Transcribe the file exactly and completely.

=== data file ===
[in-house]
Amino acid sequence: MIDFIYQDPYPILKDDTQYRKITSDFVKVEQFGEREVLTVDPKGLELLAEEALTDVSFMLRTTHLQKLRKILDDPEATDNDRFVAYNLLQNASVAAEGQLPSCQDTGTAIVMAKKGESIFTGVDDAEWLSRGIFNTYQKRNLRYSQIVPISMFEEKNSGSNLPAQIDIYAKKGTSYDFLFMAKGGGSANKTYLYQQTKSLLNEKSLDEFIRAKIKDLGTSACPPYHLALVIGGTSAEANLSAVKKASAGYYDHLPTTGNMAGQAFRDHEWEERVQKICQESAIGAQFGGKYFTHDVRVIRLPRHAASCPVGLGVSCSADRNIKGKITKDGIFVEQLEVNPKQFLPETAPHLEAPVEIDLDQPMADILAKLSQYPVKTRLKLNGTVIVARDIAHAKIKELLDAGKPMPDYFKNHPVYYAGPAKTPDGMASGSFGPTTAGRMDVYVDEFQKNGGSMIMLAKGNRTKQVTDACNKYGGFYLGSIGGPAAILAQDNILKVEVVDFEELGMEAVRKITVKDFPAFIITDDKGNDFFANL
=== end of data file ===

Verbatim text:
[in-house]
Amino acid sequence: MIDFIYQDPYPILKDDTQYRKITSDFVKVEQFGEREVLTVDPKGLELLAEEALTDVSFMLRTTHLQKLRKILDDPEATDNDRFVAYNLLQNASVAAEGQLPSCQDTGTAIVMAKKGESIFTGVDDAEWLSRGIFNTYQKRNLRYSQIVPISMFEEKNSGSNLPAQIDIYAKKGTSYDFLFMAKGGGSANKTYLYQQTKSLLNEKSLDEFIRAKIKDLGTSACPPYHLALVIGGTSAEANLSAVKKASAGYYDHLPTTGNMAGQAFRDHEWEERVQKICQESAIGAQFGGKYFTHDVRVIRLPRHAASCPVGLGVSCSADRNIKGKITKDGIFVEQLEVNPKQFLPETAPHLEAPVEIDLDQPMADILAKLSQYPVKTRLKLNGTVIVARDIAHAKIKELLDAGKPMPDYFKNHPVYYAGPAKTPDGMASGSFGPTTAGRMDVYVDEFQKNGGSMIMLAKGNRTKQVTDACNKYGGFYLGSIGGPAAILAQDNILKVEVVDFEELGMEAVRKITVKDFPAFIITDDKGNDFFANL